3D Great Rock Bible
Smith iTunes Tracks

Smith

Formed in Los Angeles, California, early in 1969, the group called SMITH might’ve missed on a Woodstock spot, but they had one asset in their favour: blonde bombshell Gayle McCormick, who could belt out the phonebook at five paces. The singer from St. Louis, Missouri, was an inspirational choice for Messrs James Richard Cliburn (guitar and occasional lead vocals) and Jerry Carter (bass), who must’ve thought all their wishes had come at once after languishing in the dust-bowl of the garage music scene as The Trippers.
Between 1966-67, under the guidance of producer John Marascalco, the co-penned boogaloo cues `Dance With Me’ (b/w LITTLE RICHARD’s `Keep A Knockin’’) and `Taking Care Of Business’ (b/w Chavez-Chaney’s `Charlena’) – licensed to Dot and GNP Crescendo from Ruby-Doo Records respectively – failed to sell outside of Hollywood. Both Cliburn and Carter formed The Smiths, and produced by Ron Budnik, the pair contributed the long-lost nugget, `Now I Taste The Tears’, for Columbia Records, in spring ’68; it was refused airplay for its spirited “Hey Joe” gunslinger-type conclusion.
In need of a foil to perform the parts the impressive Cliburn couldn’t reach, SMITH – as they were now billed – roped in the brooding Gayle, a seasoned singer at 20 years of age who’d started out as frontwoman for The Klassmen (on two singles) and a blue-eyed soul voice that could just about match TINA TURNER, ETTA JAMES and JANIS JOPLIN. Initially a covers act, adding keyboardist Larry Moss and drummer Bob Evans, SMITH were discovered by early-60s star DEL SHANNON, who arranged a cover of BURT BACHARACH’s `Baby It’s You’ (formerly a Top 10 hit for The SHIRELLES) and convinced Dunhill-ABC Records to release it in advance of their debut set, A GROUP CALLED SMITH (1969) {*7}.
While the said single was still riding high in hit parade (at #5), the schizoid album gate-crashed the Top 20; fans of foxy lady Gayle were catered for by way of re-vamps of The ZOMBIES’ `Tell Him No’, DINO VALENTI’s `Let’s Get Together’, WILLIE DIXON’s `I Just Wanna Make Love To You’ and CLIQUE’s `I’ll Hold Out My Hand’; the VANILLA FUDGE-meets-BLOOD, SWEAT & TEARS-esque power of Cliburn rolled off the other half through BO DIDDLEY’s `Who Do You Love’ and The ROLLING STONES’ pair `Last Time’ and `Let’s Spend The Night Together’, among others. Invited to infiltrate the glorious soundtrack to Easy Rider, performing `The Weight’ when the original movie cut by The BAND wasn’t granted a license, SMITH were now carved in cult history.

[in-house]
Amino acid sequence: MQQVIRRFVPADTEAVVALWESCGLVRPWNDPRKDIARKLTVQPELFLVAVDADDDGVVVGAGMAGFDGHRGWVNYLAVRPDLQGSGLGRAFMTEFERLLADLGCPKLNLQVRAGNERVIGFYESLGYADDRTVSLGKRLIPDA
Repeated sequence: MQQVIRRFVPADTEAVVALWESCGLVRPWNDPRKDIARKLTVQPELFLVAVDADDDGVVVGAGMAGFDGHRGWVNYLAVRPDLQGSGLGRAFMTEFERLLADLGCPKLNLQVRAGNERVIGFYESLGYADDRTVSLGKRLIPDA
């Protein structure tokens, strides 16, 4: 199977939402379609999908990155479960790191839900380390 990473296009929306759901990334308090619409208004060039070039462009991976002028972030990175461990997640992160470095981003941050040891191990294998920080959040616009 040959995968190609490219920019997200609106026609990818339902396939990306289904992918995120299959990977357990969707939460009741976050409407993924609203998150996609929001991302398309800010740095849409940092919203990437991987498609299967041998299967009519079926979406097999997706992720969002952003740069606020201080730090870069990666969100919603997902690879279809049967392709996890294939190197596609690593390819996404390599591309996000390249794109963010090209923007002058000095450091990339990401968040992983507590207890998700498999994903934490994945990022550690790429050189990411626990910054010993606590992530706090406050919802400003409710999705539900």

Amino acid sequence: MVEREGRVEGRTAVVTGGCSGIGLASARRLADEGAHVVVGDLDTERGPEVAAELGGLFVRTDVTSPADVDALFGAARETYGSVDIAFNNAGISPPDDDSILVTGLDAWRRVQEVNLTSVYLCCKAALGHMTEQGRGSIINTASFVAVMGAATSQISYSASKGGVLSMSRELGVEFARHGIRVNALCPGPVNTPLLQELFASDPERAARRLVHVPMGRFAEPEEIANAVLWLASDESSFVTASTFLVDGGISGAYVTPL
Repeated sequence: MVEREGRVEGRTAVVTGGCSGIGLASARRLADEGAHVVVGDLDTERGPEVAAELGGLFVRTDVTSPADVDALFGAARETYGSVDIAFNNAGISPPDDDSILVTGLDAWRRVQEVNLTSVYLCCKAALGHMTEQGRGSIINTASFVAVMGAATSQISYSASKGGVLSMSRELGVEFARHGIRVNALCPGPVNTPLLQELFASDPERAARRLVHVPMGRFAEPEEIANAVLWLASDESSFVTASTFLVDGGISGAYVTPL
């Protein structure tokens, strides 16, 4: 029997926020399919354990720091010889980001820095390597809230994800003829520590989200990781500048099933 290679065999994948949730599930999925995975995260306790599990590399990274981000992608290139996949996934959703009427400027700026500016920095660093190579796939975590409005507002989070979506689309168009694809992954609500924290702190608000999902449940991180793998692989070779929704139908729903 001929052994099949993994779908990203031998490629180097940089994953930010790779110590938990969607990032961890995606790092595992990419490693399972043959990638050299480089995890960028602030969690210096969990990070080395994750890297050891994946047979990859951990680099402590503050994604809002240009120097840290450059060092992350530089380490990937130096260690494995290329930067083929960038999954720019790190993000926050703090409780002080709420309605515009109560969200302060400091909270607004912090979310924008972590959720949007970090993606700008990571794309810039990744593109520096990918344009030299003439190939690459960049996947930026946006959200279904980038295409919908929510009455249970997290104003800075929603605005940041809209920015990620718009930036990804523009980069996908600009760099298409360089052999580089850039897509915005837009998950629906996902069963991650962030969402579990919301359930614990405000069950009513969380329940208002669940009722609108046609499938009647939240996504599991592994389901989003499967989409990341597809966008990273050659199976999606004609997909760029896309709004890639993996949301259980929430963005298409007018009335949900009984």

Things looked bright and promising for SMITH when `Take A Look Around’ bounced into the Top 50 the following February, but something was amiss when originals Cliburn and Carter were posted awol on the quintet’s minor hit cover of CAROLE KING’s `What Am I Gonna Do’. In their place was the similarly-gifted vocalist/guitarist Alan Parker (ex-NEW SOCIETY, ex-SUMMERHILL) and bassist Judd Huss, who were to feature on sophomore set, MINUS-PLUS (1970) {*6}. An understated bluesy, soul-folk record that once again showcased the high-octane power of Gayle (especially on the title track), SMITH didn’t have the staying power of their peers. After they disbanded soon afterwards, ALAN PARKER released an eponymous solo LP in 1971 (featuring Gayle and Judd); `Band Of Angels’ (his sophomore set) was delivered a year on; GAYLE McCORMICK almost immediately went solo, releasing the first of three LPs in ’71 and on to a handful of funky soul chart hits including `It’s A Cryin’ Shame’. She died of cancer on March 1, 2016 – aged 67.
© MC Strong/MCS Mar2016

Share this Project

Leave a Comment